Yes, I do think there's evidence to support that. Jesus' life was all about obedience to the Father.

    Phillippians 2:8
    And being found in the fashion of a man, He humbled Himself and became obedient unto death—even the death of the cross.

    Why do you think Baptism would be any different?


    And Jesus did not need cleansing. The water itself didn't clean anyone. That is, it didn't save anyone. Jesus also did not need to die a sinner's death.
  • RoderickSpode
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    Six times you mention baptism /abidance. Yet the gospels NEVER MENTION OBEDIENCE along with baptism , they tell us something entirely different. I did read your op, but have you read the scriptures?

    And now what are you waiting for? Get up, be baptized and wash your sins away, calling on his name.” (Acts 22:16)

    “Peter replied, "Repent and be baptized, every one of you, in the name of Jesus Christ for the forgiveness of your sins, and you will receive the gift of the Holy Spirit. “(Acts 2:38)

    John appeared, baptizing in the wilderness and proclaiming a baptism of repentance for the forgiveness of sins. And all the country of Judea
    and all Jerusalem were going out to him and were being baptized by him in the river Jordan, confessing their sins.” (Mark 1:4-5)



    And he went into all the region around the Jordan, proclaiming a baptism of repentance for the forgiveness of sins.” (Luke 3:3)

    You see? it has EVERYTHING to do with forgiveness of sins and washing away sins. Not a single mention of "obedience".

    You gave 3 verses that are direct commands to be Baptized, and you don't think obedience plays a part here? Wow! Was this apparent command actually optional?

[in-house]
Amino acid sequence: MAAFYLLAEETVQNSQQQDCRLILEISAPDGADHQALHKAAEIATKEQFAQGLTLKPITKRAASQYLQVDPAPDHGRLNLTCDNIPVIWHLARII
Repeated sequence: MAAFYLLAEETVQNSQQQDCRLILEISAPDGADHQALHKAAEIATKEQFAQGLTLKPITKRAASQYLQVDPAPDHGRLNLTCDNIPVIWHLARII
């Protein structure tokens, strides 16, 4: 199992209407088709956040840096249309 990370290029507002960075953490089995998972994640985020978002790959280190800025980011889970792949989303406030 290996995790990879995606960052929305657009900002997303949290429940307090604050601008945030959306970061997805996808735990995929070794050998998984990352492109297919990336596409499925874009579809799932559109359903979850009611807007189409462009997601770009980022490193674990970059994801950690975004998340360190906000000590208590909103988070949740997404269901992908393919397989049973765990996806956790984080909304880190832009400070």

• Athias
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    I don't think I made any reference to John's mentioning of water during Baptism.
    I never said that you did. The association of water to Baptism is germane to this thread's subject, isn't it?

    Are you of the opinion that historically speaking, John the Baptist did not baptize anyone?
    My "opinion" in this case would be irrelevant if we're discussing historical context. And you're rendering a non sequitur. I'm positing that Baptism neither necessitates nor implicates one's submergence in a body of water; the submergence in a body of water is a Luciferian rite in veneration of the fish god, Dagon. John's mention of "water" in Matthew was metaphorical.

    Or that there was no John the Baptist?
    Non sequitur.


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    Okay. I (think) I understand what you're saying now.

    Well, if you think I'm implying that Baptism requires submergence into water, then no. I'm not.

    Christ commands His followers to be Baptized. Whether it's submerged into water or not, the believer is to obey that command. The reason I referred to being submerged in a pool, lake, or river was simply because that's generally how it's done nowadays. John who performed the Baptism of Repentance Baptized in a river. I would say those being Baptized probably were submerged. But whether they were or not is not the issue. My point was simply that the water doesn't do the cleansing.
  • Athias
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    Okay. I (think) I understand what you're saying now.

    Well, if you think I'm implying that Baptism requires submergence into water, then no. I'm not.